On the flip side however, there are some cons to carrying out a renovation. Of course, you’ll have to cover the costs for the renos, and you may lose some rent while you revamp – so sticking to a schedule is vital. Plus, there are some tax implications. Although you will be able to claim some of the construction costs through capital works deductions, you can’t claim renovations as an immediate tax deduction. Plus, there’s some potential depreciation value loss from getting rid of old appliances. Learn more about this in our blog post “Tax depreciation reports 101.”
We’ll explain how careful planning of your pre-sale reno will help you mitigate these downsides.
Setting your pre-sale renovation budget
Planning your pre-sale renovation might seem daunting at first. That old adage of spending money to make more sounds great in theory, but there’s always the question of whether you’ll be compensated with the return of investment (ROI).
The first step to planning your pre-sale renovation is to set your budget. Only then can you develop a plan that will maximise your property pre-sale renovations.
Research the local real estate market conditions. What are comparable properties selling for? What’s the difference in costs between fully renovated properties and unrenovated homes? Ask your local real estate agent for their opinion; for example, should you consider adding an extra room, e.g. converting a study into a bedroom for a family property, or adding an external study to facilitate work-from-home? How much has your property increased in value since you purchased it?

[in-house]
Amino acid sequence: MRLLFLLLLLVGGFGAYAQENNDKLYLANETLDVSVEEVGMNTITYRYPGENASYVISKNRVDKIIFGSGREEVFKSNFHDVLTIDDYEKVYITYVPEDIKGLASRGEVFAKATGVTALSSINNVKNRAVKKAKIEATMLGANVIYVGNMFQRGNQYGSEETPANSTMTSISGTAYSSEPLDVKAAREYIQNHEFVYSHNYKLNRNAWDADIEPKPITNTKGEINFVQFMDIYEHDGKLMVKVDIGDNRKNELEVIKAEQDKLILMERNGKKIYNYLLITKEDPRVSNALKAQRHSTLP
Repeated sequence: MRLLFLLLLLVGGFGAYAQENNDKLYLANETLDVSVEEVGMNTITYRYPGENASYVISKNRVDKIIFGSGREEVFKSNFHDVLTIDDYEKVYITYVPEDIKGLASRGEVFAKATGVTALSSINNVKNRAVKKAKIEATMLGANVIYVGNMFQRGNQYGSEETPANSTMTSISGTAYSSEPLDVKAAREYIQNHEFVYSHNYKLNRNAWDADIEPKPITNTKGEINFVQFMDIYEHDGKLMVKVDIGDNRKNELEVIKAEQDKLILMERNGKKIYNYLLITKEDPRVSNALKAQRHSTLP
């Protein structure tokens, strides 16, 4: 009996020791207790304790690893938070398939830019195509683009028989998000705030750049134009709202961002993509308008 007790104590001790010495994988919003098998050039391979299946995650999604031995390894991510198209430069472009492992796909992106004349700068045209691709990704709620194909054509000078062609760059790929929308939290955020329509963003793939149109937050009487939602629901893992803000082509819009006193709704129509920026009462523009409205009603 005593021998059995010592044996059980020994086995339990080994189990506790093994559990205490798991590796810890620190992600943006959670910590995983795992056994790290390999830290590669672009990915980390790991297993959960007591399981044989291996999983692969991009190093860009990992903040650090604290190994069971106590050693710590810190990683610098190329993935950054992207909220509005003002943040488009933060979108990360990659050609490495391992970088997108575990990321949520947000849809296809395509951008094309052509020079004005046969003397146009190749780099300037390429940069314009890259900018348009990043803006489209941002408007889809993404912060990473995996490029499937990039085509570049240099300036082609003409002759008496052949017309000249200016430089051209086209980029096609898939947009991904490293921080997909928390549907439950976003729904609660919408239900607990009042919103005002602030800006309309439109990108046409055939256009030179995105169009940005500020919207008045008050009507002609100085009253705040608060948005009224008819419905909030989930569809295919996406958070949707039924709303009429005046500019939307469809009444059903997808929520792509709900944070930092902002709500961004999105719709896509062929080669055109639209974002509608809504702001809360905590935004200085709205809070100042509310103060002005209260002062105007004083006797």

At the end of this research, you should have a figure of how much value you can add with renovations and know when to draw the line so that you don’t over-capitalise. The next step is to research renovation costs and get quotes for the work. To do this you’ll need to carry out a property renovation assessment.
Property renovation assessment
Walk around the property – with your real estate agent if possible – and make a list of anything that needs attention. Whether it’s outdated fixtures, worn-out flooring, overgrown landscaping or cosmetic improvements that’ll boost the property’s appeal.
Prioritise the key areas that make the biggest impact on the buyer, i.e., kitchens, bathrooms, and flooring. As an ADF member it’s unlikely you’ll have the time to carry out the renovations yourself, so the next step is to get quotes from a few different contractors to ensure competitive costs. Just bear in mind that although price is important, you need to make sure the contractor has a reputation for quality, experience and delivering the project on time.
Planning your pre-sale renovation
We strongly suggest that you appoint a project manager to create a project plan and oversee the renovations. It’s possible that you may need painters, carpenters, builders, landscapers, gardeners, stylists etc on site, so create a timeline so that everyone understands what’s happening and when. It makes sense to start by tackling the biggest/messiest problems first. Here’s where we’d start:
Fix any structural issues, e.g., repair the roof, stabilise walls and fix leaks.
Begin landscaping/clearing and planting early so that it’ll look great when it comes to market.
Next look at whether the layout could be improved. For example, consider knocking a wall through to make a larger, open plan living/kitchen area that will appeal to families and add more value to the property.
- Upgrade electrics to bring them up to standard and install additional sockets and replace light switches with dimmers.
- Upgrade to more efficient heating and appliances.